The notion of “sustainability,” while vitally necessary, inspires enthusiasm like a hairshirt. What we humans really want to do is thrive! The problem is that the human pursuit of thriving tends to wreak havoc — we overshoot planetary boundaries and erode social foundations. At its simplest, ThriveAbility reframes the hairshirt aura of sustainability by focusing on the positive benefits of collectively living within our means.
David Cooperrider & Christopher Johnston's insight:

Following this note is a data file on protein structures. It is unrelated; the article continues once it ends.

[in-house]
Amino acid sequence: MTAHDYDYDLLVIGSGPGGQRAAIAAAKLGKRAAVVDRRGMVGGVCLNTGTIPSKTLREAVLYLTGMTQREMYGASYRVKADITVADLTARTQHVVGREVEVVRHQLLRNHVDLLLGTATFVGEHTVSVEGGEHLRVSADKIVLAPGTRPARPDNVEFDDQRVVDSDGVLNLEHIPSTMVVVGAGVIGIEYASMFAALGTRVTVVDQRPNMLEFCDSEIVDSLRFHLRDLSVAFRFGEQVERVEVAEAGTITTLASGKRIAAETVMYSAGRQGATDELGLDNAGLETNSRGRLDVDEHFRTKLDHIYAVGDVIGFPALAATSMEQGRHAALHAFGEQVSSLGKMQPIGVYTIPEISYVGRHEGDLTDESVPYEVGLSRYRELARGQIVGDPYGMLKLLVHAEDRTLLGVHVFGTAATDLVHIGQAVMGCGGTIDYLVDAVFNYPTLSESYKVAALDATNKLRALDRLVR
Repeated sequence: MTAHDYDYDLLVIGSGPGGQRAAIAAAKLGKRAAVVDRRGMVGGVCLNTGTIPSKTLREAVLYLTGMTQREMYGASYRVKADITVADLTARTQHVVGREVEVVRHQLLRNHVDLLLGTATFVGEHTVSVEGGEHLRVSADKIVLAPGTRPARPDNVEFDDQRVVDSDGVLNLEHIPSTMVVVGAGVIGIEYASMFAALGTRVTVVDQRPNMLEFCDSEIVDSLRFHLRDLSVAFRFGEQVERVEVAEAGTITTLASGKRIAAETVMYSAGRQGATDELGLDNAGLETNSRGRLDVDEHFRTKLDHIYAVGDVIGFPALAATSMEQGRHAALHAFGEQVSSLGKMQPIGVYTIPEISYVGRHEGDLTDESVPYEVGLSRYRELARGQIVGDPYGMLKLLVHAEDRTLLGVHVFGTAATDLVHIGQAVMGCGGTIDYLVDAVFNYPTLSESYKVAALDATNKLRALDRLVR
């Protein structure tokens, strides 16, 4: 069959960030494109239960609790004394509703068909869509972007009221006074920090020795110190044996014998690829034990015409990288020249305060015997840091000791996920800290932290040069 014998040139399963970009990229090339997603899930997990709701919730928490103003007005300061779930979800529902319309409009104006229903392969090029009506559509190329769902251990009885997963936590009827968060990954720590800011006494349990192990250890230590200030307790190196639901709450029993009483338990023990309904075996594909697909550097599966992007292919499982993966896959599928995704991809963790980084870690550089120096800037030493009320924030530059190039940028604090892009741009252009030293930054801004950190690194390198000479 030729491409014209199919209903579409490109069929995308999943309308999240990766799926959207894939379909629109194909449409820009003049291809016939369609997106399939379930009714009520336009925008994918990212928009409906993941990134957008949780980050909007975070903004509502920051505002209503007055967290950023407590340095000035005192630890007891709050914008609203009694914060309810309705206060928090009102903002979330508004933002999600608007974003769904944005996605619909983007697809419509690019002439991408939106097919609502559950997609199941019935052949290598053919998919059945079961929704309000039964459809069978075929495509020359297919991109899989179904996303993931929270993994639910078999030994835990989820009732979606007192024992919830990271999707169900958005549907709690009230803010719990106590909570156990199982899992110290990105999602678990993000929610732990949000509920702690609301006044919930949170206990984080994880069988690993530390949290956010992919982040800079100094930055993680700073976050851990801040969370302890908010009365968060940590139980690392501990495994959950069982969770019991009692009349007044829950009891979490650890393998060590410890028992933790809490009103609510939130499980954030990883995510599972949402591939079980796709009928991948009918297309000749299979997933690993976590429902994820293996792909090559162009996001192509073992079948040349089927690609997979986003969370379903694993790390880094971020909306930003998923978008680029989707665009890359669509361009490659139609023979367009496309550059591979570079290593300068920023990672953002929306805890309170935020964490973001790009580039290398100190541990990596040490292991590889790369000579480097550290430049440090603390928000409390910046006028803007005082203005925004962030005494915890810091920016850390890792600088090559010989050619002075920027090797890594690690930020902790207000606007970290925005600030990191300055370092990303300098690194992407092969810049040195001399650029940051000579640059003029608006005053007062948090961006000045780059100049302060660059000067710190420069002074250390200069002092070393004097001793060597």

This article, following the pathway of the Laszlo et.al. 2014 book Flourishing Enterprise, is part of a growing wave for aiming higher and delving deeper (in terms of consciousness) in the sustainability domain. You know, points out this article, the classic quip for our field: John: “My marriage is sustainable.” Jane: “Oh, I’m sorry to hear that…” You get it: The notion of “sustainability,” while vitally necessary, inspires enthusiasm like a hairshirt. What we humans really want to do is thrive! The problem sustainability confronts is that the human pursuit of thriving (as currently enacted) wreaks havoc — we overshoot planetary boundaries and erode social foundations. The term ThriveAbility adds several more dimensions to the ESG equation. Besides the Ecological, Societal, and Governance elements, the authors argue for the organizational and cultural, including the stages of consciousness. And each level has its own interventions, tools, and outcomes. For example changes in consciousness may have profound impacts because the deeper levels have bigger impacts than the shallower levels (for example, improving a supply chain to reduce waste). While the change drivers at the first levels are return on investment and the business case, the change drivers at the second and third levels involve our story about ourselves (culture) and ultimately our consciousness (sense of self or inner development and worldview, for example, we are all connected with each other and the whole of life.).